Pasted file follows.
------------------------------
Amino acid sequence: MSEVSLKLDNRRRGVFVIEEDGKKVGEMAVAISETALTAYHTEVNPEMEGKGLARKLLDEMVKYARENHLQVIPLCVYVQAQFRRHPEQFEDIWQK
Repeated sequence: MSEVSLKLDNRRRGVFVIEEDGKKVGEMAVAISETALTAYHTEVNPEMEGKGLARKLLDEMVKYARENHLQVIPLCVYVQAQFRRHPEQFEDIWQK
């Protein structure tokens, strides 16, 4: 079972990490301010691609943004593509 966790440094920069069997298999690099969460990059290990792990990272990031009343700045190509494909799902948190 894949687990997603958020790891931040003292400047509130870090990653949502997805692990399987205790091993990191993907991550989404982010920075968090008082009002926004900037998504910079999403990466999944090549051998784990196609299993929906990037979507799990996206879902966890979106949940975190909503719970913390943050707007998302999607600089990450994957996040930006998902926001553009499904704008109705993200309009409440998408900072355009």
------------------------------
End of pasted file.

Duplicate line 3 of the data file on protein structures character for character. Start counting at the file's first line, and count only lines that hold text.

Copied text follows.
């Protein structure tokens, strides 16, 4: 079972990490301010691609943004593509 966790440094920069069997298999690099969460990059290990792990990272990031009343700045190509494909799902948190 894949687990997603958020790891931040003292400047509130870090990653949502997805692990399987205790091993990191993907991550989404982010920075968090008082009002926004900037998504910079999403990466999944090549051998784990196609299993929906990037979507799990996206879902966890979106949940975190909503719970913390943050707007998302999607600089990450994957996040930006998902926001553009499904704008109705993200309009409440998408900072355009």